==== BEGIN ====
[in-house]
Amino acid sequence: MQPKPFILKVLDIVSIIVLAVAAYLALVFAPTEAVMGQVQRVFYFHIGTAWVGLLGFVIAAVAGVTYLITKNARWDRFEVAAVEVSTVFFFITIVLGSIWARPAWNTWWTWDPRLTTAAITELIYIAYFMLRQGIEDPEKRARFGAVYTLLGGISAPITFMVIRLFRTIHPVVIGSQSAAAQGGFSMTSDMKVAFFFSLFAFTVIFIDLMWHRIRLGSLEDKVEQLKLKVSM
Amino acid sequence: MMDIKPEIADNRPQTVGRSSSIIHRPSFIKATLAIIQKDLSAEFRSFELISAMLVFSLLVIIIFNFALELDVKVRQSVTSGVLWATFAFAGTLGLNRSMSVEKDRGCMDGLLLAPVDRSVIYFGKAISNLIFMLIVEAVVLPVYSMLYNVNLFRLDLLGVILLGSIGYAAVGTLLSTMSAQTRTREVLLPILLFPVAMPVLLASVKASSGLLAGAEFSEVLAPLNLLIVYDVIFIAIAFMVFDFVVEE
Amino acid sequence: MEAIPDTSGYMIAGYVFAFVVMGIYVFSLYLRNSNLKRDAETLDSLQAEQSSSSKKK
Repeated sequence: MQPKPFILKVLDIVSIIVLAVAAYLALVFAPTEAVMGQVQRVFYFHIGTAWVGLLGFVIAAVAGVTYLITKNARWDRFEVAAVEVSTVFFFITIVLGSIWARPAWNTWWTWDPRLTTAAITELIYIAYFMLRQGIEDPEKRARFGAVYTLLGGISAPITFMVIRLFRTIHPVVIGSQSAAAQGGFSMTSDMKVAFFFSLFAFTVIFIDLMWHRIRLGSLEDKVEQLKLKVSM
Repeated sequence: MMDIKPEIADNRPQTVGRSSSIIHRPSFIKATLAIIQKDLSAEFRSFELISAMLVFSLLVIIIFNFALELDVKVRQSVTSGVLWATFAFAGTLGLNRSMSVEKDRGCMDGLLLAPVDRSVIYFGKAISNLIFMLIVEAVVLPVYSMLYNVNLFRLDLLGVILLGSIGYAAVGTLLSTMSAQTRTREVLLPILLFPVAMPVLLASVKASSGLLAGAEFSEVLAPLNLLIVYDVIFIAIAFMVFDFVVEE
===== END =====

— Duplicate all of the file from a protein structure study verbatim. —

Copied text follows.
[in-house]
Amino acid sequence: MQPKPFILKVLDIVSIIVLAVAAYLALVFAPTEAVMGQVQRVFYFHIGTAWVGLLGFVIAAVAGVTYLITKNARWDRFEVAAVEVSTVFFFITIVLGSIWARPAWNTWWTWDPRLTTAAITELIYIAYFMLRQGIEDPEKRARFGAVYTLLGGISAPITFMVIRLFRTIHPVVIGSQSAAAQGGFSMTSDMKVAFFFSLFAFTVIFIDLMWHRIRLGSLEDKVEQLKLKVSM
Amino acid sequence: MMDIKPEIADNRPQTVGRSSSIIHRPSFIKATLAIIQKDLSAEFRSFELISAMLVFSLLVIIIFNFALELDVKVRQSVTSGVLWATFAFAGTLGLNRSMSVEKDRGCMDGLLLAPVDRSVIYFGKAISNLIFMLIVEAVVLPVYSMLYNVNLFRLDLLGVILLGSIGYAAVGTLLSTMSAQTRTREVLLPILLFPVAMPVLLASVKASSGLLAGAEFSEVLAPLNLLIVYDVIFIAIAFMVFDFVVEE
Amino acid sequence: MEAIPDTSGYMIAGYVFAFVVMGIYVFSLYLRNSNLKRDAETLDSLQAEQSSSSKKK
Repeated sequence: MQPKPFILKVLDIVSIIVLAVAAYLALVFAPTEAVMGQVQRVFYFHIGTAWVGLLGFVIAAVAGVTYLITKNARWDRFEVAAVEVSTVFFFITIVLGSIWARPAWNTWWTWDPRLTTAAITELIYIAYFMLRQGIEDPEKRARFGAVYTLLGGISAPITFMVIRLFRTIHPVVIGSQSAAAQGGFSMTSDMKVAFFFSLFAFTVIFIDLMWHRIRLGSLEDKVEQLKLKVSM
Repeated sequence: MMDIKPEIADNRPQTVGRSSSIIHRPSFIKATLAIIQKDLSAEFRSFELISAMLVFSLLVIIIFNFALELDVKVRQSVTSGVLWATFAFAGTLGLNRSMSVEKDRGCMDGLLLAPVDRSVIYFGKAISNLIFMLIVEAVVLPVYSMLYNVNLFRLDLLGVILLGSIGYAAVGTLLSTMSAQTRTREVLLPILLFPVAMPVLLASVKASSGLLAGAEFSEVLAPLNLLIVYDVIFIAIAFMVFDFVVEE